Bill Collings in his Austin, Texas, shop. His friends valued his wry humor and trenchant wit as well as
his genius for guitar building.

A fellow guitar builder pays fond tribute to a giant of modern lutherie.

Bill Collings, a giant of modern lutherie, died on Friday, July 14, due to cancer, leaving behind a legacy that touched generations of guitar builders and players. In the early 1970s, Collings dropped out of medical school and moved to Houston, where he worked as an engineer for an oil-field pipeline company by day and pursued his passion for building acoustic guitars by night. His devotion to form and function dictated the elegant construction of his instruments, which are known for their warm, crystalline tone and projection, and valued by scores of high-profile performers, including Lyle Lovett (who ordered his first Collings in 1978), Keith Richards, Joni Mitchell, and Pete Townshend. The average price for a new Collings dreadnought is $5,000, and he refused to make bargain-version guitars that might compromise the high quality associated with his name. Collings' first workshop was his kitchen table, but by 2012 his Austin, Texas, shop had grown to include 85 employees, who also make archtop guitars, electric guitars, and mandolins. Collings was a much-loved and respected figure in the industry. Steve Grimes of Grimes Guitars, Collings' friend and an expert builder of archtop and double soundhole instruments, has authored the tribute that follows:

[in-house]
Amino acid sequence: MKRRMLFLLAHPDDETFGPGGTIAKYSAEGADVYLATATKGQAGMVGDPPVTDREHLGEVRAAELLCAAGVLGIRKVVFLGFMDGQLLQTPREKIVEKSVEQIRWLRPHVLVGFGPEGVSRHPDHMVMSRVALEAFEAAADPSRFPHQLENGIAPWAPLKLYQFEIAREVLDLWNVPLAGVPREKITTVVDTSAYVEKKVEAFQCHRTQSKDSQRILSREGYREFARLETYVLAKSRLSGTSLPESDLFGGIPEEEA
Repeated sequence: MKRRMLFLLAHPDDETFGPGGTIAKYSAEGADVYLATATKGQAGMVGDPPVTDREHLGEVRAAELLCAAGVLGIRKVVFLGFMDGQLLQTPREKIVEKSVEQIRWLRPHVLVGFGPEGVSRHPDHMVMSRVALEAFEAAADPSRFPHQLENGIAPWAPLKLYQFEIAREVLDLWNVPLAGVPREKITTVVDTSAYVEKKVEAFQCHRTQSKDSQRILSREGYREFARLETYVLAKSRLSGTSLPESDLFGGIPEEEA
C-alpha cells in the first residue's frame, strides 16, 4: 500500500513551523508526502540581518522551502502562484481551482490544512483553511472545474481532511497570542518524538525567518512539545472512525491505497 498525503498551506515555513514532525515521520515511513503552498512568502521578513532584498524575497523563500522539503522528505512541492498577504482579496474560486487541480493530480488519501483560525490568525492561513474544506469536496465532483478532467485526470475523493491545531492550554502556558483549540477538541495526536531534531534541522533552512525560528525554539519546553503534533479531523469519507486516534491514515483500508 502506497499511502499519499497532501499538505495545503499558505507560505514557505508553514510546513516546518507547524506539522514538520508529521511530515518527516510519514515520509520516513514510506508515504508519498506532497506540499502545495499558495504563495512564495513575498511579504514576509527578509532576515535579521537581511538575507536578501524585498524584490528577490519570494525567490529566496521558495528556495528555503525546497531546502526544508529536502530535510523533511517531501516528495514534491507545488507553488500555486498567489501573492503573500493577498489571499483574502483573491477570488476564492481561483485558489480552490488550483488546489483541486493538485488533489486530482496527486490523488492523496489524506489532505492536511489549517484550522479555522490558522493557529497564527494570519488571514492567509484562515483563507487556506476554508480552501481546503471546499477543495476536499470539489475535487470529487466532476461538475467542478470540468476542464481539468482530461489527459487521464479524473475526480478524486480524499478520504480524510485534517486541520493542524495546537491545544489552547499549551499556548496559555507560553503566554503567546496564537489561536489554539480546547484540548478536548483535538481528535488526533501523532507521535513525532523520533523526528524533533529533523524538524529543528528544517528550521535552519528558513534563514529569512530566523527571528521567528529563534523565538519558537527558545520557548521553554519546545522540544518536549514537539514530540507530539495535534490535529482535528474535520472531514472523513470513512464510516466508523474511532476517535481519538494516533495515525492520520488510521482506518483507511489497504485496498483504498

July 15, 2017 started as another typically beautiful day on Maui. Then the weather changed dramatically. A friend called with the sad news that our friend Bill Collings had lost his brief but fierce battle with his terminal illness, and suddenly a dark cloud formed over the mountain. It extended far beyond the confines of this island state and out across the entire guitar world.

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